When pv magazine spoke to the European Council a month ago about the effects of all-night negotiations over the bloc’s 2014-2020 budget on the funds available for energy upgrades, a spokesman was unable to confirm how much had been shaved off the initial target figure.
Now documentation relating to a streamlined permitting process approved by the European parliament, and dating back to October 2011, shows the EU was planning to devote 9.1 billion (US$11.9 billion) to energy projects through its Connecting Europe Facility.
But the austerity-driven arguments of EU leaders like Britain’s David Cameron eventually saw that figure almost halved to 5.1 billion for the six-year period, although the Council spokesman was quick to point out this was a 20% rise on the figure allocated in the EU budget which ends this year.
Details of the budget cut emerged as the parliament announced the adoption of a streamlined permitting process that, if approved by the Council to come into force in summer 2013, will unlock funding for cross border grid upgrades.
Under the regulation on guidelines for trans European energy infrastructure, cross border grids, energy storage systems and gas pipelines will have their permitting process more than halved and will potentially qualify for EU funding.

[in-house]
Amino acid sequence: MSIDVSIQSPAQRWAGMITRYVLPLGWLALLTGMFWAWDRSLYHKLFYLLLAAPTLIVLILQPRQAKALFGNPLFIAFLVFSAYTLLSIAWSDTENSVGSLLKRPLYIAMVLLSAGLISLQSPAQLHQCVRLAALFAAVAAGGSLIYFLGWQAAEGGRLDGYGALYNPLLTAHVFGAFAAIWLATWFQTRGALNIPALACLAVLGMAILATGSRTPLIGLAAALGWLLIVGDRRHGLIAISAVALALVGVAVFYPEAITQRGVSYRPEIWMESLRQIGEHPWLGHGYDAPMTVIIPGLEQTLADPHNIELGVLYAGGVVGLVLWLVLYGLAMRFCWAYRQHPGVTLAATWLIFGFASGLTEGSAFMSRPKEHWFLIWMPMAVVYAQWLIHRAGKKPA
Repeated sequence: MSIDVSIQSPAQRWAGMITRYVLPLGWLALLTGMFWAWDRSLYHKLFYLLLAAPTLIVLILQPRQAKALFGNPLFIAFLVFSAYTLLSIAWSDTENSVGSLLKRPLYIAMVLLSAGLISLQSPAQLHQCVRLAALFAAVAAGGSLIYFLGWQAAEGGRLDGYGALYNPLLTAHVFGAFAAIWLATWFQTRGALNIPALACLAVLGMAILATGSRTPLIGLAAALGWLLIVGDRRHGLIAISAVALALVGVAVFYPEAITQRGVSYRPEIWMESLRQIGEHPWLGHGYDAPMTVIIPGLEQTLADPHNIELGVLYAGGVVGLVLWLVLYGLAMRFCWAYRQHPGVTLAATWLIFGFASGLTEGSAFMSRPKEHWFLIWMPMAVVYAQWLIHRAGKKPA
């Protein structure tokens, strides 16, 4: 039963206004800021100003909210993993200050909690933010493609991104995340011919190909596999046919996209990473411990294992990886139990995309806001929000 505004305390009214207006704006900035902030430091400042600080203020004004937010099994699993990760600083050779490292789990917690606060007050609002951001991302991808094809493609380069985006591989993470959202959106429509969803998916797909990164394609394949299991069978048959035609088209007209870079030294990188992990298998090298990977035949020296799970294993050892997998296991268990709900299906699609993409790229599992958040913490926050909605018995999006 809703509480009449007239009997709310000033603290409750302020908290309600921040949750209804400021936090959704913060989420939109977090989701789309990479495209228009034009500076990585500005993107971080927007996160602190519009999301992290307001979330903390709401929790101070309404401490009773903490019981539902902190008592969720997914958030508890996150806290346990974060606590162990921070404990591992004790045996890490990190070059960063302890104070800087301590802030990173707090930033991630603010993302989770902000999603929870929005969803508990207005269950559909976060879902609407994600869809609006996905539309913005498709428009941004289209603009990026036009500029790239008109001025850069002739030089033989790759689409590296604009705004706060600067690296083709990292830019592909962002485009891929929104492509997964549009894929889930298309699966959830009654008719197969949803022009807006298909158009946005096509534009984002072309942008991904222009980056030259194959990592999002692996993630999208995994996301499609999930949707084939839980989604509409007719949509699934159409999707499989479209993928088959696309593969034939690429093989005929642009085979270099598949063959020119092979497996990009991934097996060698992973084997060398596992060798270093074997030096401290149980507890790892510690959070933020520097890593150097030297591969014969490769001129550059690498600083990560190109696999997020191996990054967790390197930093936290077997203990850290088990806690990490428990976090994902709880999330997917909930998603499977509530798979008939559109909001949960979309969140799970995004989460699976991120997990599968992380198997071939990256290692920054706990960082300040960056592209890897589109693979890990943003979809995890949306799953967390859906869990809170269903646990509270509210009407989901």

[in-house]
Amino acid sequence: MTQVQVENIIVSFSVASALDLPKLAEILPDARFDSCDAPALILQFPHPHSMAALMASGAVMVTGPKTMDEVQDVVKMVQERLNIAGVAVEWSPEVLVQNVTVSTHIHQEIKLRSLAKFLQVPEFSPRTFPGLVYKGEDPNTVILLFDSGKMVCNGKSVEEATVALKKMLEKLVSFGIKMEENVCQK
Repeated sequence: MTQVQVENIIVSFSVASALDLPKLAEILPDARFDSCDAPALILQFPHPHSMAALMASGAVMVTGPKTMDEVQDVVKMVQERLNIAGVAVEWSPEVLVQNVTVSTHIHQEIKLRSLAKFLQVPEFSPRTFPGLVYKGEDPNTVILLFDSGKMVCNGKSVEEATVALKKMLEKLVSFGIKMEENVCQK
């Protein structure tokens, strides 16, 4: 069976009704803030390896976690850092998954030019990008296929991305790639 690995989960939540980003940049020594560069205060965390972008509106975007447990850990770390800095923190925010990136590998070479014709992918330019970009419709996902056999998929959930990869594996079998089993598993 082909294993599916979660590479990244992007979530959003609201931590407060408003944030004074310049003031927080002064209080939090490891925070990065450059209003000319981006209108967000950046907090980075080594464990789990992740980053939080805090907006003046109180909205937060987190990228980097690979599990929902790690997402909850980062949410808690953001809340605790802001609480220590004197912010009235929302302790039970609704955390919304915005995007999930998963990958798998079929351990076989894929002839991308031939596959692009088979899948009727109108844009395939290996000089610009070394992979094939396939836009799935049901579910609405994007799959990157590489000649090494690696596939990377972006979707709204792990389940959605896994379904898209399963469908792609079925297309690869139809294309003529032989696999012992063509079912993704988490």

The current 10-year approvals process for electricity lines will be cut to no more than four years and, in most cases, three-and-a-half years, reducing costs by 30%. The original aim, also outlined in the October 2011 papers, was to reduce waiting times to no more than three years.
To qualify for the streamlined process, schemes must be deemed ‘projects of common interest’ by the Commission with the first list set to be drawn up by the end of this year.
Projects of common interest must be cross border or benefit at least two EU member states.
Those projects which can prove they are not commercially viable may be eligible to up to half of their project costs 80% in ‘exceptional cases’ from the much-reduced 5.1 billion Connecting Europe Facility budget.
The EU estimates 200 billion of investment is needed to upgrade the bloc’s energy infrastructure by 2020 with 140 billion of that needed for new electricity lines, smart grid upgrades and energy storage projects.